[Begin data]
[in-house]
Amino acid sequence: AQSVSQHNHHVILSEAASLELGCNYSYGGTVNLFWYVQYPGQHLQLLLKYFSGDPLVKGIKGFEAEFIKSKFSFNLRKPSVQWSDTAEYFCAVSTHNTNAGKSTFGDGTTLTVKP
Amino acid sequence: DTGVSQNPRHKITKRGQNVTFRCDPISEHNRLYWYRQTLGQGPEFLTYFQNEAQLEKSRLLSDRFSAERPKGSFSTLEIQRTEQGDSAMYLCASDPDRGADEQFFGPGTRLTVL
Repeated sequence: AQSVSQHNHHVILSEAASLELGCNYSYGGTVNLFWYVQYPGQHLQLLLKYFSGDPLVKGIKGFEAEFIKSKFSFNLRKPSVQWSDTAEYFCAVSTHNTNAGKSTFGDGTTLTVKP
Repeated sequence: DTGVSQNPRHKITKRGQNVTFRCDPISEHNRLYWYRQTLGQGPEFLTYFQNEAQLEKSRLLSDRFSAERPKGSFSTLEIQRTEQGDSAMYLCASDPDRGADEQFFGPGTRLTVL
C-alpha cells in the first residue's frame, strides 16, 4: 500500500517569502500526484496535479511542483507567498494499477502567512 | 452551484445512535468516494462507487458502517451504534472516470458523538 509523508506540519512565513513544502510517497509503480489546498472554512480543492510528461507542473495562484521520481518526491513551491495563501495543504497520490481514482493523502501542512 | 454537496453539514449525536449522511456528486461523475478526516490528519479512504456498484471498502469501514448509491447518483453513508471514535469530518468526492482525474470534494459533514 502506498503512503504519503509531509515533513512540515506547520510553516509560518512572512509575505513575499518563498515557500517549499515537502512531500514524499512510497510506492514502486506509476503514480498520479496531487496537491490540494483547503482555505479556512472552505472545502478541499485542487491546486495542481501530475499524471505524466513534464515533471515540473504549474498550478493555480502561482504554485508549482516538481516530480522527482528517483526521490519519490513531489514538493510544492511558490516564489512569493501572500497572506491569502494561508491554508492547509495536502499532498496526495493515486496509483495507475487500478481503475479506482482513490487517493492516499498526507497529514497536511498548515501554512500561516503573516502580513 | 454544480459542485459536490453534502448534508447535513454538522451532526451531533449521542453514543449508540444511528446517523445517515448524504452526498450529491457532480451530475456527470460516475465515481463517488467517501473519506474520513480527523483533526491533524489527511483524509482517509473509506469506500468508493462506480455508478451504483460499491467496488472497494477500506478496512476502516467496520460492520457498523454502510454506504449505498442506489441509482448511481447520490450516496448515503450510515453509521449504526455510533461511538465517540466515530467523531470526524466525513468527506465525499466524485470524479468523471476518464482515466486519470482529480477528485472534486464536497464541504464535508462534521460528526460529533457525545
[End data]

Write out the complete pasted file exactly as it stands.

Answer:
[in-house]
Amino acid sequence: AQSVSQHNHHVILSEAASLELGCNYSYGGTVNLFWYVQYPGQHLQLLLKYFSGDPLVKGIKGFEAEFIKSKFSFNLRKPSVQWSDTAEYFCAVSTHNTNAGKSTFGDGTTLTVKP
Amino acid sequence: DTGVSQNPRHKITKRGQNVTFRCDPISEHNRLYWYRQTLGQGPEFLTYFQNEAQLEKSRLLSDRFSAERPKGSFSTLEIQRTEQGDSAMYLCASDPDRGADEQFFGPGTRLTVL
Repeated sequence: AQSVSQHNHHVILSEAASLELGCNYSYGGTVNLFWYVQYPGQHLQLLLKYFSGDPLVKGIKGFEAEFIKSKFSFNLRKPSVQWSDTAEYFCAVSTHNTNAGKSTFGDGTTLTVKP
Repeated sequence: DTGVSQNPRHKITKRGQNVTFRCDPISEHNRLYWYRQTLGQGPEFLTYFQNEAQLEKSRLLSDRFSAERPKGSFSTLEIQRTEQGDSAMYLCASDPDRGADEQFFGPGTRLTVL
C-alpha cells in the first residue's frame, strides 16, 4: 500500500517569502500526484496535479511542483507567498494499477502567512 | 452551484445512535468516494462507487458502517451504534472516470458523538 509523508506540519512565513513544502510517497509503480489546498472554512480543492510528461507542473495562484521520481518526491513551491495563501495543504497520490481514482493523502501542512 | 454537496453539514449525536449522511456528486461523475478526516490528519479512504456498484471498502469501514448509491447518483453513508471514535469530518468526492482525474470534494459533514 502506498503512503504519503509531509515533513512540515506547520510553516509560518512572512509575505513575499518563498515557500517549499515537502512531500514524499512510497510506492514502486506509476503514480498520479496531487496537491490540494483547503482555505479556512472552505472545502478541499485542487491546486495542481501530475499524471505524466513534464515533471515540473504549474498550478493555480502561482504554485508549482516538481516530480522527482528517483526521490519519490513531489514538493510544492511558490516564489512569493501572500497572506491569502494561508491554508492547509495536502499532498496526495493515486496509483495507475487500478481503475479506482482513490487517493492516499498526507497529514497536511498548515501554512500561516503573516502580513 | 454544480459542485459536490453534502448534508447535513454538522451532526451531533449521542453514543449508540444511528446517523445517515448524504452526498450529491457532480451530475456527470460516475465515481463517488467517501473519506474520513480527523483533526491533524489527511483524509482517509473509506469506500468508493462506480455508478451504483460499491467496488472497494477500506478496512476502516467496520460492520457498523454502510454506504449505498442506489441509482448511481447520490450516496448515503450510515453509521449504526455510533461511538465517540466515530467523531470526524466525513468527506465525499466524485470524479468523471476518464482515466486519470482529480477528485472534486464536497464541504464535508462534521460528526460529533457525545